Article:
The GDPR only allows reliance on a processor when a contract regulates certain aspects of data processing. This contract is called a data processing agreement or DPA (not to be confused with data protection authorities, which are also shortened to DPAs).
A valid DPA needs to include certain stipulations. The processor:
- must follow the controller’s instructions and may not process data for its own purposes
- must process the data in a secure way
- needs to ensure that all the staff involved in the processing are under an obligation of confidentiality
- when possible, must assist the controller in responding to requests under the GDPR (such as access or erasure requests)
- must erase or return personal data as soon as the service ends
- must help the controller with certain obligations under the GDPR, including notifying data breaches and carrying out data processing impact assessments (DPIAs)
- must be available for auditing from the controller.
A DPA is also needed when a processor engages a sub-processor. In this case, the processor needs written authorization from the controller, and the DPA with the sub-processor must preserve all the data protection obligations included in the original DPA with the controller. In other words, privacy protections cannot be diluted down the line.
That’s a lot to remember, but don’t worry: you probably won’t need to write any of this yourself. Companies acting as processors as a core part of their business typically have standard customer DPAs.
That being said, if you have a general idea of what should be in a DPA, you can skim through one and ensure everything is in place (and, of course, you can always check Article 28(3) GDPR to refresh your memory).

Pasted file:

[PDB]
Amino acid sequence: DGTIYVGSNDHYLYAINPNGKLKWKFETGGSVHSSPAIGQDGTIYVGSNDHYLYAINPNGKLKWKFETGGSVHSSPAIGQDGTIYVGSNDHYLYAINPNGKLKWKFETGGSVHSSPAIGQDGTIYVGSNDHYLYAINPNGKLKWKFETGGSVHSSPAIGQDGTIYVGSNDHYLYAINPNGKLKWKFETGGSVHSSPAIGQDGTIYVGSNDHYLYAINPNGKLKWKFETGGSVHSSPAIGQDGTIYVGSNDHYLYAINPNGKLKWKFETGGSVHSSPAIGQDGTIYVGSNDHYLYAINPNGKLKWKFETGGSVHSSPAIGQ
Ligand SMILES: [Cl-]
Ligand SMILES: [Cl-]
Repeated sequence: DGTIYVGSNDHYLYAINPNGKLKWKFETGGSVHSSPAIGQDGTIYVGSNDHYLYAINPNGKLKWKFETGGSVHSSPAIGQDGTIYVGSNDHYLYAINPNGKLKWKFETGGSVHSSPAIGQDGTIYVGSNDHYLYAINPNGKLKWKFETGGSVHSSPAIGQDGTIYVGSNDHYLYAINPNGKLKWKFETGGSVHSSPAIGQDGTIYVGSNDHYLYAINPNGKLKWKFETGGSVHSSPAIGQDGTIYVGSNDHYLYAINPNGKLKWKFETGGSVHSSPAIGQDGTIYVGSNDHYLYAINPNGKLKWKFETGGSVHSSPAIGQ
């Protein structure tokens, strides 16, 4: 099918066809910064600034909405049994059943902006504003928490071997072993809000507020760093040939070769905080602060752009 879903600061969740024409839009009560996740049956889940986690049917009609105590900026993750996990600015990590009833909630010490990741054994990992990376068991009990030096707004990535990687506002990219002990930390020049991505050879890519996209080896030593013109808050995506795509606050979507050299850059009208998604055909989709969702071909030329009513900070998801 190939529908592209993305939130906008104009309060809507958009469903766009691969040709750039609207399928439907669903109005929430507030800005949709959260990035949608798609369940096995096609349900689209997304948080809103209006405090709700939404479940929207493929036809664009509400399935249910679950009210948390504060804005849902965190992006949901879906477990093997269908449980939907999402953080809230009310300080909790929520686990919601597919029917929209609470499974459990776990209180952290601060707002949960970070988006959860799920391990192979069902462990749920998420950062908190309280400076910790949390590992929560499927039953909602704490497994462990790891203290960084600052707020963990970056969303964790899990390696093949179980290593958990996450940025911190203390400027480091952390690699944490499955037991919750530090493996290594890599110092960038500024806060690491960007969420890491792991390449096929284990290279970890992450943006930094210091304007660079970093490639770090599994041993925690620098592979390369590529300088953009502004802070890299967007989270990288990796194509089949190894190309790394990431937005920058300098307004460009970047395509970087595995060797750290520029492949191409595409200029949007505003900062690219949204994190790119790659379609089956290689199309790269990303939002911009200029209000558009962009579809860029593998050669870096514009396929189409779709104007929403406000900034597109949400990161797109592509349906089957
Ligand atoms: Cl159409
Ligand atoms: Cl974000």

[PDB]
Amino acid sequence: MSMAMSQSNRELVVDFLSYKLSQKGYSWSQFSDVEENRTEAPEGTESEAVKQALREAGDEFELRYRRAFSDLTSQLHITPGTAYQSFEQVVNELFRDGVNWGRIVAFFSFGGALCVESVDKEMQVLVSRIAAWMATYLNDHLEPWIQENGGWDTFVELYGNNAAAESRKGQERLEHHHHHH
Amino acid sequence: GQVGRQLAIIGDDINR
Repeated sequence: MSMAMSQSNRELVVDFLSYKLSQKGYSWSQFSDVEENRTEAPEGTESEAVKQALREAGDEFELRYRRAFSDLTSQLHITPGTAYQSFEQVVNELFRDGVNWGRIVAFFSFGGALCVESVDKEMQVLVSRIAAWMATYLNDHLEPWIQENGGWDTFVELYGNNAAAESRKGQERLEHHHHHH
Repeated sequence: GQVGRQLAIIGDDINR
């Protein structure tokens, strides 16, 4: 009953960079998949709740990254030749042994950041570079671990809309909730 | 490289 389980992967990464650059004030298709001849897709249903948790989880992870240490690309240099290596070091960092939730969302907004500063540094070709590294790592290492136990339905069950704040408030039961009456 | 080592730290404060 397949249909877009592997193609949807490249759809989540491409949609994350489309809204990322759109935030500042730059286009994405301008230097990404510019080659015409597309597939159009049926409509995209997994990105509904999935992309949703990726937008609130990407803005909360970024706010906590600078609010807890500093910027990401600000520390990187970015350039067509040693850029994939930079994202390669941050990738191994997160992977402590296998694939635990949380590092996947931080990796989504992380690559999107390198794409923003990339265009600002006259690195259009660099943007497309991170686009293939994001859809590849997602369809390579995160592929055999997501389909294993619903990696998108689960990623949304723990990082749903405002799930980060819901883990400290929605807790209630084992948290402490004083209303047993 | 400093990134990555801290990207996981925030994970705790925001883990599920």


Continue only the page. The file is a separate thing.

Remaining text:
Why do you need a data processing agreement?
That’s all well and good, but why does the GDPR require a DPA?
Well, controllers have obligations under the GDPR. They must process data lawfully, fairly, and transparently, ensure security, respond to access requests, notify data breaches, and so on. All of these duties aim to ensure certain standards for data protection.
DPAs protect these standards when a data processor or sub-processor gets involved. They play an important role in privacy because the value chains of data processing can be quite long and complex.
In a nutshell, DPAs are not just annoying legal paperwork: they protect your data.
Additionally, a well-written DPA is helpful to the parties themselves because they can refer to it to know exactly how the data processing responsibilities are shared between them.
Once I sign a DPA, can I disclose the data?
Under the GDPR, all processing of personal data needs to respect certain rules. This also goes for disclosing personal data to a processor. So signing a DPA does not guarantee you can legally disclose the data.
For instance, you must have a legal basis for processing the data (we discussed the topic here), provide transparent information, ensure that you are relying on the right safeguards for any data transfers outside the EU, and respect the principle of data minimization (that is, only take the data you really need and handle it in the least invasive way possible).
These are only some of the criteria which, together, determine whether a disclosure of personal data is allowed under the GDPR. If you are the data controller, ensuring compliance is your responsibility. Signing a DPIA does not automatically mean that your disclosure of personal data checks all the boxes- you need to look at things from a broader perspective.
Is my data disclosure GDPR compliant?
As we said, a valid DPIA is only one of many checkboxes. So what are the others?
A checklist would be of little use here. Most rules that apply to data disclosures are general rules that apply to any processing of personal data- whether that means collecting, storing, or even erasing them. That makes for a really long list because it’s nearly the entire GDPR we are talking about,